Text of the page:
Monday, October 13, 2014

Attacking Wi-Fi Clients: Introduction

During the last decade, an uncountable number of articles, whitepapers and presentations have been published about Wi-Fi security, hacking, attacks and defenses. Most of that research, including attack techniques and tools, has focused on the infrastructure side, that is, Wi-Fi access points (APs) and networks. These have been the main targets since the early WEP weaknesses announced around 2001. As the Wi-Fi technologies matured, and assuming nowadays (with the right skills and knowledge) it is possible to build a robust and reasonably secure Wi-Fi network, Wi-Fi attacks started to move towards the client side a few years ago. However, despite Wi-Fi client attacks got some early attention around 2005 (thanks to Karma), they blurred over the years. Attacks focused on the Wi-Fi clients have evolved slowly, progressively, sometimes silently but significantly since then, nevertheless from an end user awareness perspective, corporate security perspective, or even from the point of view of major industry leaders and vendors, they have not been taken seriously enough. The reality is that, still today, Wi-Fi clients present multiple vulnerable behaviors that can be leveraged for targeted attacks or even mass exploitation. The situation can only get worse in the upcoming Internet of Things (IoT) or the Wi-Fi Internet of Everything (IoE) age:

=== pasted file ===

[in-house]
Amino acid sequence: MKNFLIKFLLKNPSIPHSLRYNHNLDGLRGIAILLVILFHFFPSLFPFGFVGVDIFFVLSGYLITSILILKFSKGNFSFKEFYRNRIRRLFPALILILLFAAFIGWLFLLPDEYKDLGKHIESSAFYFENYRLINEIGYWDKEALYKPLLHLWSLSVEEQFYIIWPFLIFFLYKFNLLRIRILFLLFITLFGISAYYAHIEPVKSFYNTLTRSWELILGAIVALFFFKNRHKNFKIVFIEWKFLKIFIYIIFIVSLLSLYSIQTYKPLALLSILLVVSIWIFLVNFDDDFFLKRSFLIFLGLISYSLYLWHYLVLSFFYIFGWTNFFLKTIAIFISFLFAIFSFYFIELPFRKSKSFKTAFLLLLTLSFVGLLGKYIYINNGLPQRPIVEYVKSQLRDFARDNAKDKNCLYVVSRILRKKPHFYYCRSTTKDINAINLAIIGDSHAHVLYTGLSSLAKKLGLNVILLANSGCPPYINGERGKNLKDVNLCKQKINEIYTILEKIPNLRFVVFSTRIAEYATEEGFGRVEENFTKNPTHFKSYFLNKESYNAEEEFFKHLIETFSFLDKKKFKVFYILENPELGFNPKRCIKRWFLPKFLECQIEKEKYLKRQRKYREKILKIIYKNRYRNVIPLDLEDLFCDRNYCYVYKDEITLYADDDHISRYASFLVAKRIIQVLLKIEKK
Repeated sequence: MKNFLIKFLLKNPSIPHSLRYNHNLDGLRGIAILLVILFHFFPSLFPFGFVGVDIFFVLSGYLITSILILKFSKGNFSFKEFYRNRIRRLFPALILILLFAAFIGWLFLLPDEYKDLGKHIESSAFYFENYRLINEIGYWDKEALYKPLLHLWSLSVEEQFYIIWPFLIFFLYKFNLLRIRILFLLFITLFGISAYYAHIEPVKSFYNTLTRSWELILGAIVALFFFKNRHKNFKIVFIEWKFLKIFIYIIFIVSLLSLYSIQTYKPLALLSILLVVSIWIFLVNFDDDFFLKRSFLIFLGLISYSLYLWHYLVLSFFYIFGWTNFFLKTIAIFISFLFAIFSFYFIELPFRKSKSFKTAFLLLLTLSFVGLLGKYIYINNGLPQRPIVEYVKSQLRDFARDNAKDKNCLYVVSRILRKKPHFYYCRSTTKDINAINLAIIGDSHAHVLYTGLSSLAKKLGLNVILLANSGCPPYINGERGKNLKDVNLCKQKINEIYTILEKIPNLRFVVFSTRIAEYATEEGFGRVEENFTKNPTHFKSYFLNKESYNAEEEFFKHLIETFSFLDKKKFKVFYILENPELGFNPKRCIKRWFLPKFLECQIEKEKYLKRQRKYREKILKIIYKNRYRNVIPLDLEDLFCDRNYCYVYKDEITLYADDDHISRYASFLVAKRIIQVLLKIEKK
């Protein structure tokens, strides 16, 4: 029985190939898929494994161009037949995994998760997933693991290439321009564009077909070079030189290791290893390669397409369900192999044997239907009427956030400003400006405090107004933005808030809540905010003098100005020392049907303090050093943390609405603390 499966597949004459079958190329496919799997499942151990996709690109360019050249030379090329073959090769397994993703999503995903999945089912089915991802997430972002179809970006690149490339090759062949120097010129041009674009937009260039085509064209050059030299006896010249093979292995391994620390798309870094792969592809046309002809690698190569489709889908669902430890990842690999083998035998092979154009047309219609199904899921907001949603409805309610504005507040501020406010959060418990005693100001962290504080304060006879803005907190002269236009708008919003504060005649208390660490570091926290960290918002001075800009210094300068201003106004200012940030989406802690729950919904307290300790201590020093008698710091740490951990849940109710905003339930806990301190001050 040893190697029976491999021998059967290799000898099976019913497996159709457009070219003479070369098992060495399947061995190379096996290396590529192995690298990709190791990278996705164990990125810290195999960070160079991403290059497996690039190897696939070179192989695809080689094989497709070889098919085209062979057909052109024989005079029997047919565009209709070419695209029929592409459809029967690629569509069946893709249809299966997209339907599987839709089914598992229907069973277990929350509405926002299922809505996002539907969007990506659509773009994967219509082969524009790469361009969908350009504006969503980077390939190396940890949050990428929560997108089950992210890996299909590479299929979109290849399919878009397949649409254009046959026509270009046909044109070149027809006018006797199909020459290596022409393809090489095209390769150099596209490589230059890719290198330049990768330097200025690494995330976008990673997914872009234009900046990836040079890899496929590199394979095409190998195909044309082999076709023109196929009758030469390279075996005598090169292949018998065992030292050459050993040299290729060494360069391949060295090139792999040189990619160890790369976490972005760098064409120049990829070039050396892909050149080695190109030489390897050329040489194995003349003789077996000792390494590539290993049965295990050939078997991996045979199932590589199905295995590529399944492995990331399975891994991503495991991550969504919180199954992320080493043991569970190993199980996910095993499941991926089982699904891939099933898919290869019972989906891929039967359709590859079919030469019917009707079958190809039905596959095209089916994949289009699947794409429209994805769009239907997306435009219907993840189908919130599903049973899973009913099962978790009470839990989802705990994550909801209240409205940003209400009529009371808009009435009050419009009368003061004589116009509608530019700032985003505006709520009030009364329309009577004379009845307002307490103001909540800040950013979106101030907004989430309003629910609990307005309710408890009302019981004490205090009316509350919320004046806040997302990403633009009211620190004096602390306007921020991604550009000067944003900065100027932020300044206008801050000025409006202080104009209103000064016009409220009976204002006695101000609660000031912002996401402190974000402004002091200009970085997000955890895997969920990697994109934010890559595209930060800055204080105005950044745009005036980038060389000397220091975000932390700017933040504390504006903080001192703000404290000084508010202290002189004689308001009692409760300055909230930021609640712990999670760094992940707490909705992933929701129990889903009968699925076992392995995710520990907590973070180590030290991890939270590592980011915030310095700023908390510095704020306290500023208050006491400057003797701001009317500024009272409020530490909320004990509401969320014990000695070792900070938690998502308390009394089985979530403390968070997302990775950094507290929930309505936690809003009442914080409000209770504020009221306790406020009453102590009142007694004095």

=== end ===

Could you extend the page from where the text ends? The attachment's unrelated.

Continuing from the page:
On the one hand, the current Wi-Fi client vulnerabilities and misbehaviors might allow an attacker (or pen-tester; I will use the term 'attacker' from now on) to accurately fingerprint specific targets, with significant personal privacy and tracking implications. On the other hand, they can be used to force a victim Wi-Fi client to reveal the networks it is trying to connect to, their security type, and even the associated Wi-Fi network key or user credentials. Additionally, the attacker might force the target Wi-Fi client to connect to its own network, an scenario that opens the door to a huge range of traditional network-based attacks.

The following list briefly outlines multiple aspects that are relevant when describing these kind of Wi-Fi client weaknesses and attacks. These topics are going to be covered in future installments of this "Attacking Wi-Fi Clients" DinoSec blog post series, following this introduction: